“I wanted to put something on the blank wall that I was staring at,” Dickson, a junior history and political science major, whose primary responsibility was graphic design for the exhibit, said. “I wanted to create something out of this.”
Dickson said the exhibit’s creators have several messages that they hope the public can take away from their work.
“There is no one response. Every single person had a different response and all of those responses are valid,” Dickson said. “Anti-Semitism is a relevant and pressing issue … it’s a thing that people have to deal with every day in our contemporary society.”
Dickson said another main goal of the project is to amplify student voices both through frequent references to student reactions to the events and by having students design the exhibit.
The students’ and artists’ work reflecting on the attack will be on display in the WPU until Oct. 16, after which the exhibit will be relocated to a display space in the Department of History in Posvar Hall until Dec. 6. In the spring, the exhibit will be shown at Carnegie Mellon University.
Sylvia Freeman, a December 2018 graduate of the Dietrich School of Arts and Sciences and former illustrator at The Pitt News, worked with Mead on her sculpture. She emphasized that students should pause and reflect on the events of last October.
“Last year a lot of people changed their profile pictures and made T-shirts and it was a really great outpouring of community and support, but it’s still like, you can’t change what happened,” Freeman said. “And so I think … it is just a way to have people come back and pause and think about it again.”
For attendees like Chinmayi Venkatram, the exhibit achieved these goals.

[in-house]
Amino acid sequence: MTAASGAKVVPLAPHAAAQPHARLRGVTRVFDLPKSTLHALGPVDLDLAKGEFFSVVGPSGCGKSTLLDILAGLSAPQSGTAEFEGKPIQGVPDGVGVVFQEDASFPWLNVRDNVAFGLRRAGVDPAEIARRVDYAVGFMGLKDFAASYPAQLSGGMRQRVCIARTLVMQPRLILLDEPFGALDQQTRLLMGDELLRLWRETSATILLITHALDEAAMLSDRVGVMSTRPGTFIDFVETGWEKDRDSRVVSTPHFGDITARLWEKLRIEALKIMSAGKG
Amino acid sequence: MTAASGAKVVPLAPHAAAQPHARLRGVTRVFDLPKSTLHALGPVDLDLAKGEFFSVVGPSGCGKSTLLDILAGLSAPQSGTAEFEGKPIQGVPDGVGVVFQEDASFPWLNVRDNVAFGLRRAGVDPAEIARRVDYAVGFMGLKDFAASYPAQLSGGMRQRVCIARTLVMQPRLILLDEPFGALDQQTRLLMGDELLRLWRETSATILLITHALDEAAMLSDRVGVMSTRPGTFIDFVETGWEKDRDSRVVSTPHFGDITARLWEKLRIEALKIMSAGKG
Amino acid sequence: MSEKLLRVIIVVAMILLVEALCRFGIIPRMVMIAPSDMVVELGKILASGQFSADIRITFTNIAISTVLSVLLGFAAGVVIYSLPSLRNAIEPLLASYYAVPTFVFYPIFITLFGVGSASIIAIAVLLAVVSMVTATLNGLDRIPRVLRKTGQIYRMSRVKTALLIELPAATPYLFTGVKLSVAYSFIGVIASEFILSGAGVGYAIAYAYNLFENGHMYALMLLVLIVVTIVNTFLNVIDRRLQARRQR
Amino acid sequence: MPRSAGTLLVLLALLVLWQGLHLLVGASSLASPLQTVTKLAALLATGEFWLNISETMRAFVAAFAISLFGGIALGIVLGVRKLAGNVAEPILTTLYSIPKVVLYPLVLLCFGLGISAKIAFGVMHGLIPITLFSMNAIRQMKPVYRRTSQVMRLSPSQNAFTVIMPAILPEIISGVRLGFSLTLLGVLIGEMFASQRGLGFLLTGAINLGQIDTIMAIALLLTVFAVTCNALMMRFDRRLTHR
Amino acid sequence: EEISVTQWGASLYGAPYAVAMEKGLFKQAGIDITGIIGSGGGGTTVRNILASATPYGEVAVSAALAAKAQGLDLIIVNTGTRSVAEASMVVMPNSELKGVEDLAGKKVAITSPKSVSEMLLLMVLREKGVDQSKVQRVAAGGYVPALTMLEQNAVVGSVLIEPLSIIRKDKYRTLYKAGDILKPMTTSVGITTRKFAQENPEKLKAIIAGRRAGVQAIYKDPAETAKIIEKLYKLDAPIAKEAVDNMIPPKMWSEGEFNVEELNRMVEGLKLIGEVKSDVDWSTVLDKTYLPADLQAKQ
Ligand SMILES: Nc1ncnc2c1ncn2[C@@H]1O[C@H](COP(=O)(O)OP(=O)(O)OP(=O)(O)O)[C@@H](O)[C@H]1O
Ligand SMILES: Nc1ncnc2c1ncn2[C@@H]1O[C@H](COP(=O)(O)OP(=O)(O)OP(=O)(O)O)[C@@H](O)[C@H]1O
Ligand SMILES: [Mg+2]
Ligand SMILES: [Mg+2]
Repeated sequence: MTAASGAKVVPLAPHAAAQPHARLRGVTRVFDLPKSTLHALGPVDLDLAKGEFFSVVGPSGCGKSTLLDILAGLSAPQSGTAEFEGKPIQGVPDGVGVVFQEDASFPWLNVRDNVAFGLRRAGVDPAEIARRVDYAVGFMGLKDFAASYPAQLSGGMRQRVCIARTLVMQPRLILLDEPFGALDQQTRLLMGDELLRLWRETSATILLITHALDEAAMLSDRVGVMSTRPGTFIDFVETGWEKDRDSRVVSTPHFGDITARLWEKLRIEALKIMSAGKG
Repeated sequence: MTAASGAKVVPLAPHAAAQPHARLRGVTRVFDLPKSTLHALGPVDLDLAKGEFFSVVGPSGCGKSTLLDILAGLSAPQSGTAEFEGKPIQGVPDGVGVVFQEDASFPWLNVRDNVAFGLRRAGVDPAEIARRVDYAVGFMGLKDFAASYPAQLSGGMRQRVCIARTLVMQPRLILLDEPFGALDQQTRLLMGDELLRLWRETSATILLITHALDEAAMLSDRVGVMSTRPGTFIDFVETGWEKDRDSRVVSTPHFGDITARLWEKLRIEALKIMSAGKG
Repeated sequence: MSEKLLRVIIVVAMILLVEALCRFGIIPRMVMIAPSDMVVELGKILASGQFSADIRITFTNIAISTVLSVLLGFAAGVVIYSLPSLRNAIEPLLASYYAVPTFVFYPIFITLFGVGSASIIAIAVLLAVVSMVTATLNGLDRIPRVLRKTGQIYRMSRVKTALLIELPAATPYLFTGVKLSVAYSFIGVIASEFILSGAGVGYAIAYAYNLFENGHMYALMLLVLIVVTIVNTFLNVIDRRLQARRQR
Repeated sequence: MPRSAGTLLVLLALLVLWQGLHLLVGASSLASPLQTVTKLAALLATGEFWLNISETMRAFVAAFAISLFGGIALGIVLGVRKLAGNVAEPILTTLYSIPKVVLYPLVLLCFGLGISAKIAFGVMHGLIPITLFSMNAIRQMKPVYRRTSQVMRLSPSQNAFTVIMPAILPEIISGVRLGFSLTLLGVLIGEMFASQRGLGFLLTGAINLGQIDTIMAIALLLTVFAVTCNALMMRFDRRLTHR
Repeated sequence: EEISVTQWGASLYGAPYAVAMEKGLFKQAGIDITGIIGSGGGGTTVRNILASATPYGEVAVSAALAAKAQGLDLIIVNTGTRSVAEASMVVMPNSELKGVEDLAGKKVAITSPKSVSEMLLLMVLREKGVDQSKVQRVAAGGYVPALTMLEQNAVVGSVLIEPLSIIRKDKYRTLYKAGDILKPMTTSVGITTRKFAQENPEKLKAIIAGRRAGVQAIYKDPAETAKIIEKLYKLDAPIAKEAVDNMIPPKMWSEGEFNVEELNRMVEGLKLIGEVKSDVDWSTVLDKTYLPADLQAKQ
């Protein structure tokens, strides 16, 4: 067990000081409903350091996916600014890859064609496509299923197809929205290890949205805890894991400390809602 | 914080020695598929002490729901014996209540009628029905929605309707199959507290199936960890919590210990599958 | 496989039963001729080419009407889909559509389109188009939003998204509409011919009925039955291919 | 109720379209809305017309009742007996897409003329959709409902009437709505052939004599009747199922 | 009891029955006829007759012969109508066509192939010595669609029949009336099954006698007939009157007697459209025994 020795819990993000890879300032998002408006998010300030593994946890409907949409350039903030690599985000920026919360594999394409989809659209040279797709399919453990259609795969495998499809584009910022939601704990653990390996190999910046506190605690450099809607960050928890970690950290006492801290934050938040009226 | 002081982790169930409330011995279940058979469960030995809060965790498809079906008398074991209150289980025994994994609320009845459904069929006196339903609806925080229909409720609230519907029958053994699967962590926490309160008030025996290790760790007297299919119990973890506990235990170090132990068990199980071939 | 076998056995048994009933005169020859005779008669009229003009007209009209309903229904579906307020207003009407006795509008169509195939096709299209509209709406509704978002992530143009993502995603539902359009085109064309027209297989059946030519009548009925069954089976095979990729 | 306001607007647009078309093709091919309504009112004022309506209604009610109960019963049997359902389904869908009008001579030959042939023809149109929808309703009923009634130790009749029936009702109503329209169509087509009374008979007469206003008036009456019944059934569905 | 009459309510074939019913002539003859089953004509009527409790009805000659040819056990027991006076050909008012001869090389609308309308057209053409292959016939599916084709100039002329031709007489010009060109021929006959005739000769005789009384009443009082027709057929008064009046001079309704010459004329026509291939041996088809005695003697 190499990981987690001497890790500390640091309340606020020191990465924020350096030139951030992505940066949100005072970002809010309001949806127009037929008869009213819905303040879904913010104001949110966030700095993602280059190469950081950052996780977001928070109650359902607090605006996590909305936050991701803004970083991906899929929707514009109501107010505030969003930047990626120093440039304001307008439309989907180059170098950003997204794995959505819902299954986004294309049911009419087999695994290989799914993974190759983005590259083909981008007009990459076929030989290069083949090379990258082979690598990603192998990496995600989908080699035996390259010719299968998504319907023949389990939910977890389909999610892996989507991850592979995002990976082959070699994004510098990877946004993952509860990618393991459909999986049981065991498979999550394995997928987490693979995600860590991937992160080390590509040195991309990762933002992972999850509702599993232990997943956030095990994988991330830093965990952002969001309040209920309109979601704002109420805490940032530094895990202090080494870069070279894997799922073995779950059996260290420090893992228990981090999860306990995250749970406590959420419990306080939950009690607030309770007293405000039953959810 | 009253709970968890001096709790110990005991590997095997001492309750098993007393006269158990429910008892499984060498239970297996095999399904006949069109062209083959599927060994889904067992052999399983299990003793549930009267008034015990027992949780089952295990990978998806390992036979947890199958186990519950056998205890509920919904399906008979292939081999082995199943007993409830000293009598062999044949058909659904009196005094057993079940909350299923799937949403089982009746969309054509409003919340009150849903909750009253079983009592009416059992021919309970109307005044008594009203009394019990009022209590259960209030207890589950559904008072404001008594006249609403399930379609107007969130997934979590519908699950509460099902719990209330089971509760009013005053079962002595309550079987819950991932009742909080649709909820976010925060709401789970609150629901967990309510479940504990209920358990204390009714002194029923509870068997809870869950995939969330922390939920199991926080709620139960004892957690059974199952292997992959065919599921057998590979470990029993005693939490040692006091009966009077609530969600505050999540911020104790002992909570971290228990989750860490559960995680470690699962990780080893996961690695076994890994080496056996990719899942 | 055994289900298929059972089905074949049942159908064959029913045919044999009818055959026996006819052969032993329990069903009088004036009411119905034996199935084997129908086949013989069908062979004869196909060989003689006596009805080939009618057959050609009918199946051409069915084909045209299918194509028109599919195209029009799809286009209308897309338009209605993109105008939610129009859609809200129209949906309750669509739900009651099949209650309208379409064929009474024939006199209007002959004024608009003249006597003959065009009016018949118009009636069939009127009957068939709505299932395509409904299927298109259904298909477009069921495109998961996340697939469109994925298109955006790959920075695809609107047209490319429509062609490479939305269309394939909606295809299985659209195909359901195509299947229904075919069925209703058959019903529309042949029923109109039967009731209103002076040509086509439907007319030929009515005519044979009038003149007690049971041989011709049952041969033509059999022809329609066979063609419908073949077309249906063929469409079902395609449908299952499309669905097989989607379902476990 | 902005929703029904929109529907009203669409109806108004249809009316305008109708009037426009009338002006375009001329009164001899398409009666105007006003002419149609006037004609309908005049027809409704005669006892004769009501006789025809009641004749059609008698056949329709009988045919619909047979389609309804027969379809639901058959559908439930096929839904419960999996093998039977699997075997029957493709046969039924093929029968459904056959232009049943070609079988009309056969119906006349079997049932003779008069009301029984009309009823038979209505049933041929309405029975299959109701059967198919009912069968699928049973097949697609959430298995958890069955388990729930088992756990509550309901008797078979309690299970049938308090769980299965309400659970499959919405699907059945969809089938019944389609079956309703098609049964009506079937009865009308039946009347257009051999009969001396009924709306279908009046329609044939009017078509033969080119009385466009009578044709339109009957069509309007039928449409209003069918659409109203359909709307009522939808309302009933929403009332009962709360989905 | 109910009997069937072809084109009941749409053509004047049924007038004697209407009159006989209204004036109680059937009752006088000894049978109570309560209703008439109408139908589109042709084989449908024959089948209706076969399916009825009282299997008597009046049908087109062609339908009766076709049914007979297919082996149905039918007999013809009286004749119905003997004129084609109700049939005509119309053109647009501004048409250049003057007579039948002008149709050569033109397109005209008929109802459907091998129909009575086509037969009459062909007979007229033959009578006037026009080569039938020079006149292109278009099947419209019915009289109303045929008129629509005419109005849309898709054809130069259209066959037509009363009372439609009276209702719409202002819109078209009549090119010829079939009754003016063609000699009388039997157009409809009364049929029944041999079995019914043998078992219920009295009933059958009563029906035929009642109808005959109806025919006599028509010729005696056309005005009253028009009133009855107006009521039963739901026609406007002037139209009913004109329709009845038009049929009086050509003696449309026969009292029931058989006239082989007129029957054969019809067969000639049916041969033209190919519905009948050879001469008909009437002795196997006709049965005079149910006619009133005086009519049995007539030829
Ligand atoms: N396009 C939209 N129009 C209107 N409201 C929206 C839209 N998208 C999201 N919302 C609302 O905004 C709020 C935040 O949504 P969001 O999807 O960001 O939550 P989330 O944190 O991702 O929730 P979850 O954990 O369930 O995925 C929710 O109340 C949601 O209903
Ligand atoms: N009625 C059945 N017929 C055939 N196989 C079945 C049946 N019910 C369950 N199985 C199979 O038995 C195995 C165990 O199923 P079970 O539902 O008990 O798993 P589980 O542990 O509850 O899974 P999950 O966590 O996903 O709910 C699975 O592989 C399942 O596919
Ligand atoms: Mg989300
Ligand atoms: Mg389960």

“I thought it was very educational for people who aren’t as aware of anti-Semitism and white supremacy,” Venkatram, a senior sociology and global studies major, said. “I think it was also very moving and powerful in terms of how youth in Pittsburgh were reacting to this tragedy.”
Though Venkatram is not Jewish, she said her life was directly affected by the massacre — her roommate, Claire Singer, is one of the students involved in the creation of the exhibit, and many of her friends from home are Jewish.
“I was seeing them struggle every single day,” Venkatram said. “That shooting was a lot for me to handle — trying to be there for my friends in a way that was appropriate and supportive.”
Kayla Grutkowski, a junior psychology and neuroscience major who attended the exhibit, said she was shocked when she first heard about the massacre.
“I’m not really used to any type of violence, so, coming here, that was a really big shock to me,” she said. “Especially with it being so close in a neighborhood that I do go into a lot, it was very shocking.”
Grutkowski said that she didn’t know much about the massacre before visiting the exhibit but learned a lot after visiting. She said that the importance of the exhibit also stems from its reflective nature.
“It wasn’t something that just happened that people forgot about right away,” she said. “It’s really nice that people are still paying their respects.”
A previous version of this story referred to the patron of the exhibit as The Gilboa Fund. The patron is a private donor. This article has been updated to reflect this change. The Pitt News regrets this error.